Working Papers

The Effect of Parental Rural-to-Urban Migration on Children’s Cognitive Skill Formation” (Job Market Paper)
The large-scale rural-to-urban internal migration in developing countries has affected millions of rural-origin children who have been left behind by their migrant parents. This paper develops a structural model of household migration decisions to evaluate the effects of these choices on the dynamics of children’s cognitive skill formation. I estimate the model via simulated maximum likelihood using data from the Indonesian Family Life Survey. I find that children’s cognitive skill formation process is sensitive to the timing and duration of parental migration. Being left behind one year during early childhood is associated with an average of 2.5% (0.17 standard deviations) reduction in cognitive test scores whereas migrating with parents to urban areas improves cognitive achievements by 3.2% (0.22 standard deviations). However, these effects diminish as children reach adolescence. I use the estimated model to evaluate the impacts of a set of counterfactual migration policies on children, including migration costs reduction, unconditional cash transfer, migration subsidies, and migration taxation. I find that reducing migration costs and migration subsidies are more effective in fostering children’s cognitive development.

Ex Ante Evaluation of the Effects of Migration Policy on Children’s Cognitive Achievements” 
China’s large-scale rural-to-urban migration has affected more than 60 million left-behind children. This paper proposes several migration policies that are aimed at improving these children’s cognitive achievements and quantifies the impacts of these policies prior to their implementation. I develop a model of household migration that embeds a child’s cognitive skill formation process. By exploiting income variation using data from the China Family Panel Studies, I directly evaluate the policy impacts via a nonparametric matching estimator. Counterfactual experiments suggest that a non-migration subsidy is most effective in improving children’s cognitive achievements when it targets low-income families and younger children. When associated with middle school graduation, the policy-induced test score change lifts the probability of graduation by 8.6% for children from low-income households.

“Estimating Demand for Early Child Care and Education Arrangements” 
This paper studies the early child care and education arrangements of American households. I formalize a model in which households are allowed to choose multiple child care arrangements subject to their constraints on time and budget. To account for multiple discreteness, I specify a mixed multiple discrete-continuous logit model. I estimate the model via maximum likelihood using data from the National Survey of Early Care and Education that contains detailed information on the consideration set of childcare choices. I find preference parameters are inconsistent estimated when the choice set of childcare arrangements is misspecified. I use this structure to answer policy questions regarding child care subsidy.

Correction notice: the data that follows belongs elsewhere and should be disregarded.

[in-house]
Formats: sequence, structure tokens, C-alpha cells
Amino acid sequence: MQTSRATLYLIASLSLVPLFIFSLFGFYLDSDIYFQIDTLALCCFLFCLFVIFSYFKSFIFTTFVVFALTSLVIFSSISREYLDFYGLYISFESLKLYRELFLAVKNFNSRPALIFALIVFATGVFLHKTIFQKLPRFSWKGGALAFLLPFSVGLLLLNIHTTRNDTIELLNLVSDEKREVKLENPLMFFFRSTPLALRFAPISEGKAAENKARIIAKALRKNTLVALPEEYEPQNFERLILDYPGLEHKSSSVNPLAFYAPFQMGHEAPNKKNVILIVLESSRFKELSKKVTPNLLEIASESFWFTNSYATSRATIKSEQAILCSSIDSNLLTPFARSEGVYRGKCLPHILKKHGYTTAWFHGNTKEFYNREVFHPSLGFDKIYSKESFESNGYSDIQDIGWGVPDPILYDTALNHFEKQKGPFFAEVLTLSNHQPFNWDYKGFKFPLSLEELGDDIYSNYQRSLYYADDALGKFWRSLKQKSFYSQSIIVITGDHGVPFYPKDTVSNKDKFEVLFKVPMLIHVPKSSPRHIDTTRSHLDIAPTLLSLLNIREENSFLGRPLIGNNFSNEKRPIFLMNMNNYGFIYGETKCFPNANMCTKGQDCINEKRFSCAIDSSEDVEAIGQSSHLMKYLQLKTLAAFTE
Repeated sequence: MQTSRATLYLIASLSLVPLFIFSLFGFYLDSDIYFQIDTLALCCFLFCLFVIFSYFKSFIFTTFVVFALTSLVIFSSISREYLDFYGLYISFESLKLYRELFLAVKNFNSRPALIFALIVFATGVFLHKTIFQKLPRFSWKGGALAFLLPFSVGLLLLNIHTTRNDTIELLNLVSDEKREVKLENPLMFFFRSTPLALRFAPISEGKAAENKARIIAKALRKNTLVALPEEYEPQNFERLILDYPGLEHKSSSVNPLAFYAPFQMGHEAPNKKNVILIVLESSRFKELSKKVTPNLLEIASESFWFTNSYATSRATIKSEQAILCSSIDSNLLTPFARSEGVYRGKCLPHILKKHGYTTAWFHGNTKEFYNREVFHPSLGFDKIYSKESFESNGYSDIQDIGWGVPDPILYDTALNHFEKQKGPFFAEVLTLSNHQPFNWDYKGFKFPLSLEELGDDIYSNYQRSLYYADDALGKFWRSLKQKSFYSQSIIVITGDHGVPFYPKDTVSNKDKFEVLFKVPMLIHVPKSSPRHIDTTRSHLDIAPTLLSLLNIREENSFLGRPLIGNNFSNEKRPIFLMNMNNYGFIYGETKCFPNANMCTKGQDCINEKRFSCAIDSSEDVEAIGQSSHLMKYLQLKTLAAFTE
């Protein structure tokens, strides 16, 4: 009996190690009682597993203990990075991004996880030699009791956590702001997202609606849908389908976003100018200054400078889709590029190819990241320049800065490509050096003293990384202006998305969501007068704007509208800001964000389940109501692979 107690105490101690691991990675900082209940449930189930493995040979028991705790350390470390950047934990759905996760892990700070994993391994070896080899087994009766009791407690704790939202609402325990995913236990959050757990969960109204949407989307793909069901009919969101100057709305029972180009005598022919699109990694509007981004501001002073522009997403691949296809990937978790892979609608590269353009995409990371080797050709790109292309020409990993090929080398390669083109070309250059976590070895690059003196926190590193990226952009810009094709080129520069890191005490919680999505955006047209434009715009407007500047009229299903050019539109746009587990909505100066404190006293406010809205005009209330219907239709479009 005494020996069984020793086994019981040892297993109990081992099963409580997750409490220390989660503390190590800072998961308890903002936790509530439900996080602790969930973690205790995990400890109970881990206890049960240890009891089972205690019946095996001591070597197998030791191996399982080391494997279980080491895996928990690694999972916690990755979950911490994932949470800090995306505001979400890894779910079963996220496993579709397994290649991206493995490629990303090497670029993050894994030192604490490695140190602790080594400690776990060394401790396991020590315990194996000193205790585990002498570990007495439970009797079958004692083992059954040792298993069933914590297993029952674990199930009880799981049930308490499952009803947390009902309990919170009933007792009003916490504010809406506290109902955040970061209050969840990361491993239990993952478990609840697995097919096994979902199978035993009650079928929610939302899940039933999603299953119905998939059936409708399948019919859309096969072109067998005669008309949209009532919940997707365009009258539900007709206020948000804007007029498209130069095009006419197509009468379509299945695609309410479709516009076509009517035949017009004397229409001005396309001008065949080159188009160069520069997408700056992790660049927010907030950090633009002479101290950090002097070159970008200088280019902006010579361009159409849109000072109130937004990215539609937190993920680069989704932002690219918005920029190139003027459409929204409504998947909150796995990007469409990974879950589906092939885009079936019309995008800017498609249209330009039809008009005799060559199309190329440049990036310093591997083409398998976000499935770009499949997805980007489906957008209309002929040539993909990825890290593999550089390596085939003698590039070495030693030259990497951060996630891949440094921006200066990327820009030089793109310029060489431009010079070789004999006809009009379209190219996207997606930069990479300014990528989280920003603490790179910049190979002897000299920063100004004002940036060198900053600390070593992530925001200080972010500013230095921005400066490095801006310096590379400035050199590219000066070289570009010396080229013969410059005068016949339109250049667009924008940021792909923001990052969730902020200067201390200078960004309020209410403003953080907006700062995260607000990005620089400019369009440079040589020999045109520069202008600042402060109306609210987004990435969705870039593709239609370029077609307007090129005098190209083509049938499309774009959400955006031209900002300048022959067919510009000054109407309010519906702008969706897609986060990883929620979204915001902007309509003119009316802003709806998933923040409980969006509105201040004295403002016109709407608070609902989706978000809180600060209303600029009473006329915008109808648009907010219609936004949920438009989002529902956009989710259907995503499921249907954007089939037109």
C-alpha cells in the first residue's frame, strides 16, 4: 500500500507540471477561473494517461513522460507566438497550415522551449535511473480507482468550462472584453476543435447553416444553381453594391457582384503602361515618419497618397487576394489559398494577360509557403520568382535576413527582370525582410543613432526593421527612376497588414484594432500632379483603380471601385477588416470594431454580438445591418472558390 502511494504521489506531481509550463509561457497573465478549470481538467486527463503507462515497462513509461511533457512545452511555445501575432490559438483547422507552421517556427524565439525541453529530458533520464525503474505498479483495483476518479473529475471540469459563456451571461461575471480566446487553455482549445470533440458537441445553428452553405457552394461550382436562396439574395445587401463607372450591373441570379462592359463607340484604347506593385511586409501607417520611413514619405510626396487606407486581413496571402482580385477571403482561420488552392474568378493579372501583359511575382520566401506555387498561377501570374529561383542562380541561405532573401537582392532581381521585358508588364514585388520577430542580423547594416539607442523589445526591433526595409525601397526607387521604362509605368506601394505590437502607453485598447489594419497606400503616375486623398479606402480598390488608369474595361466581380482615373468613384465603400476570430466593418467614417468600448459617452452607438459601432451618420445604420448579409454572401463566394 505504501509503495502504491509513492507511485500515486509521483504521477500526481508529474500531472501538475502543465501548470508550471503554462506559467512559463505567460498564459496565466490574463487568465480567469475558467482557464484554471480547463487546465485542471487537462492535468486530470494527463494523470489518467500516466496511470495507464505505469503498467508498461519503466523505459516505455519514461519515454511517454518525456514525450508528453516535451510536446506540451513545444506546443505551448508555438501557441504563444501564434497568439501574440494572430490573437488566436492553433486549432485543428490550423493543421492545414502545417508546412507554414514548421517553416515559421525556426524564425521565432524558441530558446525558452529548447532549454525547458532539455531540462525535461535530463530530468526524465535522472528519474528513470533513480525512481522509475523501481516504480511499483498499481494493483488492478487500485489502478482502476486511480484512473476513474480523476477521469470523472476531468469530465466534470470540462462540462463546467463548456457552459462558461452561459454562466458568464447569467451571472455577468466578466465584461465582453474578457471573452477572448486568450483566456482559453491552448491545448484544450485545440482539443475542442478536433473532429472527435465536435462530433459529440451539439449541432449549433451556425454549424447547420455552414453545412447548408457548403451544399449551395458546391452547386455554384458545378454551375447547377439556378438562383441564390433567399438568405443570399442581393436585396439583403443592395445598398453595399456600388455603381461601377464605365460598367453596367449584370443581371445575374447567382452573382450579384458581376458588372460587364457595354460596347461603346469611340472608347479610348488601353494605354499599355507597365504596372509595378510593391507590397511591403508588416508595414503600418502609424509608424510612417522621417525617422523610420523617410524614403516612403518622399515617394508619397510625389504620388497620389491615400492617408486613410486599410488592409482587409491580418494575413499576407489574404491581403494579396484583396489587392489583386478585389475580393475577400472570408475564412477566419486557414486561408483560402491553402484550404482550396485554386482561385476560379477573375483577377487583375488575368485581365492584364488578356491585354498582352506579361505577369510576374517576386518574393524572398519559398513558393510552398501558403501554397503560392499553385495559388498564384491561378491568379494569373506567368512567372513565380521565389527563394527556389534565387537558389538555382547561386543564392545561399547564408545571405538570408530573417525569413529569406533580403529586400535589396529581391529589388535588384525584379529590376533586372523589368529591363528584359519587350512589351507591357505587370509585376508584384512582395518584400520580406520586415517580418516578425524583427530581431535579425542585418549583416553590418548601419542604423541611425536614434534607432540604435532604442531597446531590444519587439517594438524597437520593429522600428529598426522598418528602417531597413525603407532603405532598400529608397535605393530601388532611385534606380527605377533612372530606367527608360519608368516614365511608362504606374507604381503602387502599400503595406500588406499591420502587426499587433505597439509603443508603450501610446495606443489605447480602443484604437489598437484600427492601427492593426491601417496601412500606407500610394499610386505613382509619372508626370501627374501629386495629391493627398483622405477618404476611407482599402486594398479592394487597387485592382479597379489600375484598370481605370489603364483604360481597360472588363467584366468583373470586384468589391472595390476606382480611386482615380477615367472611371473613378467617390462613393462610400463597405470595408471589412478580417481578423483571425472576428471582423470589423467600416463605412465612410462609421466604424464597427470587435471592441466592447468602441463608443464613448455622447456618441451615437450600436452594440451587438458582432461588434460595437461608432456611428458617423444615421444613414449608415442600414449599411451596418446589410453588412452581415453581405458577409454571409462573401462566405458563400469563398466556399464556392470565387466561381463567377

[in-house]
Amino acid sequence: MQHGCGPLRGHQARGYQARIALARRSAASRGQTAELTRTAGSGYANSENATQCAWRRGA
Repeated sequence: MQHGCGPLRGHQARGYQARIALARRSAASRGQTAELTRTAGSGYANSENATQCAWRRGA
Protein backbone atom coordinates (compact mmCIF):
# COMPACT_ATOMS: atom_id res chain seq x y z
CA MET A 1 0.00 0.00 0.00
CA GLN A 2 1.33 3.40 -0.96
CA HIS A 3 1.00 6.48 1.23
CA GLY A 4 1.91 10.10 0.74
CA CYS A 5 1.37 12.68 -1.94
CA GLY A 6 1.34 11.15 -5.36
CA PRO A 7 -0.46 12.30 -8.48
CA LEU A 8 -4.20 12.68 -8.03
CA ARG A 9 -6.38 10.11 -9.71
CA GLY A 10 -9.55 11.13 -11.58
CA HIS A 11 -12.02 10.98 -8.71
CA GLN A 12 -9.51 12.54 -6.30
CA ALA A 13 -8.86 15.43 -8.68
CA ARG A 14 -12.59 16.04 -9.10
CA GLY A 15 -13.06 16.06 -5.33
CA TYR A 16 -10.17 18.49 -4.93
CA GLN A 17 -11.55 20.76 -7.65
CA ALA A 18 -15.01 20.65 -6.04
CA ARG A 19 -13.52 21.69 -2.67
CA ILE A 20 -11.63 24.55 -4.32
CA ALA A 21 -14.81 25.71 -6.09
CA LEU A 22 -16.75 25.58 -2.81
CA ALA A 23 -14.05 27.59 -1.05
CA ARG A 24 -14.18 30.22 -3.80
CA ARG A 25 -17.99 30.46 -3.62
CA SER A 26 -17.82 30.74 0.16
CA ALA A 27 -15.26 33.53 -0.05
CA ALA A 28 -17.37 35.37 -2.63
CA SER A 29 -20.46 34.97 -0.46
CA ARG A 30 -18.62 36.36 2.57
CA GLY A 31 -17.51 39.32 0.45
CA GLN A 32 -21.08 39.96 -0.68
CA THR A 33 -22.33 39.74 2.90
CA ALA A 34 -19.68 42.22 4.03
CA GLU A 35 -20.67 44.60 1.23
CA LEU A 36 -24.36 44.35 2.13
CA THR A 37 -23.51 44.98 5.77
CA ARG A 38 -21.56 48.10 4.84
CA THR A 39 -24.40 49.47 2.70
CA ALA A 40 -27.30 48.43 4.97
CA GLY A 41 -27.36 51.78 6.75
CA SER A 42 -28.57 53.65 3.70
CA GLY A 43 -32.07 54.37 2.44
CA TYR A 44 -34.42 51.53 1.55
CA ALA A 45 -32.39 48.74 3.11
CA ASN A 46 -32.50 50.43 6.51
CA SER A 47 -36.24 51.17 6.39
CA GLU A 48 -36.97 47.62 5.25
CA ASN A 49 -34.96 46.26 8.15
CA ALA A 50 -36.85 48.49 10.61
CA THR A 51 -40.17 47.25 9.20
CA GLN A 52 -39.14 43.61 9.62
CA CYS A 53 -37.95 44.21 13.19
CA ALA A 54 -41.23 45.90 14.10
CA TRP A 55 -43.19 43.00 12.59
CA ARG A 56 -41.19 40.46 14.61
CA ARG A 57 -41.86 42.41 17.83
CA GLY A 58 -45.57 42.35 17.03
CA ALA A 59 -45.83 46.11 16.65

Estimating Peer Effects on Career Choice: A Spatial Multinomial Logit Approach,”  with Robin Sickles & Jenny Williams, forthcoming, Advances in Econometrics
Peers and friends are among the most influential social forces affecting adolescent behavior. In this paper, we investigate peer effects on post-high school career decisions and on school choice. We define peers as students who are in the same classes and social clubs and measure peer effects as spatial dependence among them. Utilizing recent development in spatial econometrics, we formalize a spatial multinomial choice model in which individuals are spatially dependent in their preferences. We estimate the model via Pseudo Maximum Likelihood using data from the Texas Higher Education Opportunity Project. We do find that individuals are positively correlated in their career and college preferences and examine how such dependencies impact decisions directly and indirectly as peer effects are allowed to reverberate through the social network in which students reside.

Work in Progress

“Investments, Migration, and Child Outcome,” with Ajinkya Keskar

“Parenting, Fertility, and Children’s Skill Formation in Developing Countries”